On May 25, 2020, George Floyd was arrested in the Powderhorn Park neighborhood of Minneapolis after allegedly passing a counterfeit twenty-dollar bill at a convenience store. He was approached by two police officers from the Minneapolis Police Department while sitting in a car near the store, ordered to leave his vehicle, and handcuffed. Two other police officers then arrived at the scene. According to the criminal complaint filed against one of those officers for murder in the second and third degree, Floyd was compliant with the officers while being interviewed but resisted entering the squad car. In the ensuing struggle, the officers placed the still-handcuffed Floyd face-down on the sidewalk, and one of them “placed his left knee in the area of Mr. Floyd’s head and neck.”

“Mr. Floyd said, ‘I can’t breathe’ multiple times,” the complaint adds.[4]

* * *

The breath is being taken away from us. That is both the physical and the spiritual implication of this year of pandemics. It is not just a virus that attacks our lungs’ ability to supply oxygen to our bodies; it is not just a uniformed knee that saps the breath from the lungs of a Black man. It is what has been revealed about our society and our culture by the catalyzing force of two simultaneous pandemics linked by the deprivation of breath.

Covid-19 attacks its victims by degrading the capacity of their lungs to do the essential work of oxygenating blood. But in responding to the disease, in dealing with — or denying the significance of — the pleas of qualified, scientifically trained public health professionals to adopt simple measures in order to protect the health of others, Covid has dramatically revealed our society as one already suffocating. For decades, it has been gradually, chronically deprived of the necessary oxygen of common purpose, a sense of shared destiny, a feeling of responsibility toward the neighbor and the other. The refusal to wear masks or to abide by social distancing is not so much a political statement as a refusal to accept a basic minimum of responsibility for the well-being of others. It is the morality of solipsism. Nothing could be less Christian.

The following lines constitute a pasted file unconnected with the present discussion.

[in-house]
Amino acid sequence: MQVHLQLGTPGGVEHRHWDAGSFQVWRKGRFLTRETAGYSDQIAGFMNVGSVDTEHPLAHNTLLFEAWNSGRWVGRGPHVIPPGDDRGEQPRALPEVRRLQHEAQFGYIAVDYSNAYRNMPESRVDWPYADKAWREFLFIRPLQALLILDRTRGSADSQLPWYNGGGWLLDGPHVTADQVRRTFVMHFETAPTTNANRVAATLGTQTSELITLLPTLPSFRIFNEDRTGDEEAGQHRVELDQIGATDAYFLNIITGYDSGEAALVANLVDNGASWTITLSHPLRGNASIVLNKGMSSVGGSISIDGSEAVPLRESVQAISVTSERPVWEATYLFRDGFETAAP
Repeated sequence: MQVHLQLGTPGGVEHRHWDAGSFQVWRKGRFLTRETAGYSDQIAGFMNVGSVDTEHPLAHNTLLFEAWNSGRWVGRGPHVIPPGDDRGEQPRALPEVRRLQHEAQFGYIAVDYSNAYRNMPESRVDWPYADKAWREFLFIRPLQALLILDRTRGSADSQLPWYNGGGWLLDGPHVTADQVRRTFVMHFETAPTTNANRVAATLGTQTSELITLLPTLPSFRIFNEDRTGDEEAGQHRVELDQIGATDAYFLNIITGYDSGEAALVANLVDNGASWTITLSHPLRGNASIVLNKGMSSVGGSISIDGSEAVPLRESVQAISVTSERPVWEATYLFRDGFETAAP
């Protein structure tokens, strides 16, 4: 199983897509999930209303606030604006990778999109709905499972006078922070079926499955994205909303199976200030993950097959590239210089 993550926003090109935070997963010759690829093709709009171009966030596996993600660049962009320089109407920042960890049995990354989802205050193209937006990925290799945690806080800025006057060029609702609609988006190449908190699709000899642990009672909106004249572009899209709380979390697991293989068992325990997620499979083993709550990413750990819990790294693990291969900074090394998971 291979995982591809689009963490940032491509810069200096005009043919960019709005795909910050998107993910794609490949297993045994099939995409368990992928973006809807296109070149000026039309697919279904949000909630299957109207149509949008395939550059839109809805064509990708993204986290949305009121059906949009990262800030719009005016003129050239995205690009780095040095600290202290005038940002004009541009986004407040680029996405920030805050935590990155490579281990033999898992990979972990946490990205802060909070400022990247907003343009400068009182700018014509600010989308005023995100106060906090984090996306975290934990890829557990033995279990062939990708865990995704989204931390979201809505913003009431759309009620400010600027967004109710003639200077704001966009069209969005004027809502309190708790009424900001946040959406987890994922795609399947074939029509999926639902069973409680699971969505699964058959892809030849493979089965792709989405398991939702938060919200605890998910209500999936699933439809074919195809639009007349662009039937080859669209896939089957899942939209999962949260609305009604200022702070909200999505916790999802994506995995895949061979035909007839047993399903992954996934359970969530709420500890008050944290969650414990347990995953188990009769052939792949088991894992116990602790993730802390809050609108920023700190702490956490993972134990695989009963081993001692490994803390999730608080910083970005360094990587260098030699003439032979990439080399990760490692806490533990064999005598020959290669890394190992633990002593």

For four hundred years, American society and culture have been in some fundamental way premised on controlling the breath of those whose skin appears not to be white. It has insisted on the ability to control bodies of color — often using the subtle tools of controlling and calibrating access to institutions of education or structures of economic and political power, but when somehow thought necessary by strangling the breath of life, either by the knee or the noose. In The Fire Next Time, James Baldwin proposed a link between race, death, and state power in the United States: